Marking a milestone in America’s renewed ambitions for space, Department of the Air Force Secretary Barbara Barrett and Chief of Space Operations Gen. John Raymond, on May 21 spoke with NASA astronaut Bob Behnken whose mission will lift into orbit from U.S. soil for the first time in nine years.
The conversation with Behnken, an Air Force colonel, came six days before the scheduled May 27 launch of SpaceX’s Crew Dragon spacecraft in Florida. The launch and the mission to the International Space Station are significant because it is the first time since the Space Shuttle was retired in 2011 that a U.S. manufactured rocket rising from a U.S. spaceport is taking astronauts into space.
“Colonel, we are thrilled with your upcoming launch. Everybody is thrilled,” Barrett said. “America is thrilled for you to be one of the American representatives when for the first time since 2011 we return to space from American soil, on the top of an American rocket, in an American capsule.”
Raymond delivered a similar message. “I’ll tell you, we’re all excited for your upcoming mission,” he said. “It’s going to be great to have an Airman on that first rocket launch and an Airman on the ISS. We’re cheering for you.”
The mission breaks NASA’s reliance on Russian Soyuz capsules launched from Kazakhstan to send U.S. astronauts into orbit. Additionally, the launch is important because it is the final major step before NASA’s Commercial Crew Program certifies Crew Dragon for operational, long-duration missions to the space station.
The May 27 mission, dubbed “Launch America,” has attracted heightened attention because it symbolizes what the White House and other senior government leaders say is a new commitment to space, space exploration and ensuring free and continued access. While the launch site and rocket are new, the destination is not. Behnken and his partner, NASA astronaut Doug Hurley, will dock at the ISS for an extended stay.
Behnken told Barrett and Raymond that the mission will last longer than originally planned and could include as many as five space walks to replace aging batteries and to refurbish parts of the Space Station.
“We’ve had some interesting twists and turns,” he told Barrett and Raymond. “Our mission was originally a test mission exclusively focused on a week or a week and a half or so to make sure we achieve the test objectives and get this flight certified for the next set of crews so they would do a long duration mission.”
Behnken said it doesn’t matter the mission’s ultimate duration and functions. “It’s an exciting time and, as an astronaut who flew previously from the Florida coast (on the Space Shuttle), I’m excited for it to be happening again and to be a small part of making it a successful mission,” he said.
More broadly, according to federal officials and space advocates, the May 27 mission provides tangible evidence of the United States’ renewed and reoriented focus on space. These efforts includes formally creating the Space Force in December 2019 as the first new-and-independent branch of the military since 1947.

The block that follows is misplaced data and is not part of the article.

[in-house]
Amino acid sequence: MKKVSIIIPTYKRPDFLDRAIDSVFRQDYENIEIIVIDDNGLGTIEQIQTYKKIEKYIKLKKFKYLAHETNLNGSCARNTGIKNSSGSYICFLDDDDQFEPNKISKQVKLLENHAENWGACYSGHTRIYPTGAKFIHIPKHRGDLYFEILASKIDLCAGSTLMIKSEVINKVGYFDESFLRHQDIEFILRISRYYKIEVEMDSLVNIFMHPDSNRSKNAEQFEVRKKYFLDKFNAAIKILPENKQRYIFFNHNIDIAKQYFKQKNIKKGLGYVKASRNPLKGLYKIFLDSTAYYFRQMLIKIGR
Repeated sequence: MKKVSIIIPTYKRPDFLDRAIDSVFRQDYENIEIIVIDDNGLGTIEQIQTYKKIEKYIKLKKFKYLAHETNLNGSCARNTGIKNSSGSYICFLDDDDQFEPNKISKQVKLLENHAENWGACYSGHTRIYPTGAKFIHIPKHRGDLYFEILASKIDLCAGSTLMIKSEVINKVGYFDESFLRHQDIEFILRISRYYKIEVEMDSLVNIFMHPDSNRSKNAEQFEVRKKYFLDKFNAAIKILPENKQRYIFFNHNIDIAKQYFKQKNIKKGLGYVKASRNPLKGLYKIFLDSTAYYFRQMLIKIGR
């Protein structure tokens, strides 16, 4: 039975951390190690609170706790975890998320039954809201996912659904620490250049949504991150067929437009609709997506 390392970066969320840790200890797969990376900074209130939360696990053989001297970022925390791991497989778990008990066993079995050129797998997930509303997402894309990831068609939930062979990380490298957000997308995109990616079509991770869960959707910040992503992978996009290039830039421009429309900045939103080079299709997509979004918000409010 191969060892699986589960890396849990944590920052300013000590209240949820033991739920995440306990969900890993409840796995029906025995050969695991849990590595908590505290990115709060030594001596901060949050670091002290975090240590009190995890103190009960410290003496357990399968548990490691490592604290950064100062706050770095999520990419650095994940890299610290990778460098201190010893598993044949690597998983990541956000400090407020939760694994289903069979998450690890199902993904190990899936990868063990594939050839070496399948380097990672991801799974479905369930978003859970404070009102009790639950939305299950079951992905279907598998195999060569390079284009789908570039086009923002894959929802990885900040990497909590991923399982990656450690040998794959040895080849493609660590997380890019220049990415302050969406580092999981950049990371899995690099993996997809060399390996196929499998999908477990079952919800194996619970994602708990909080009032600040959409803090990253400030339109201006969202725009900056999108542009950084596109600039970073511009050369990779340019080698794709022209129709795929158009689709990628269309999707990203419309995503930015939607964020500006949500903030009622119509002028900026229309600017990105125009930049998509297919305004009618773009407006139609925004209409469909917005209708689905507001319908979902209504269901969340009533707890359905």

Raymond and Barrett touched on those twin priorities by noting they had recently visited Cape Canaveral in Florida for the launch of the X-37B, a reusable military space plane.
Both of those priorities require freedom to operate and access space, which is a large reason for the Space Force’s presence, and for domestic launch capabilities to send people and equipment into orbit. It also includes a formal mandate from the White House that the United States will be returning humans to the moon by 2024 and then to Mars.
The National Space Council was created by the White House to coordinate at a high-level the civilian efforts to return more fully to space.
“I had the great privilege of being at the Air Force Academy not long ago, when we commissioned the very first class of officers to the United States Space Force. And that, combined with the return of American leadership in human space exploration makes this is an extraordinarily exciting time,” Vice President Mike Pence said during the Space Council’s meeting May 19.
All of this is occurring as space is becoming more crowded and contested at the same time its importance in everyday life expands. Unlike previous contests in which the United States and Russia (and before that, the Soviet Union) were alone in space, today dozens of nations are active, including Russia, China, India and others.
Barrett commended the astronaut on his service to the Air Force and the nation.
“We are endlessly proud of you and I have to confess, maybe just a little bit envious as well,” she told Behnken. “We know you’re going to make your United States Air Force, United States Space Force, NASA and your country very, very proud.”
Get Breaking Aerospace News Sent To Your Inbox! We Never Spam
By submitting this form, you are consenting to receive marketing emails from: . You can revoke your consent to receive emails at any time by using the SafeUnsubscribe® link, found at the bottom of every email. Emails are serviced by Constant Contact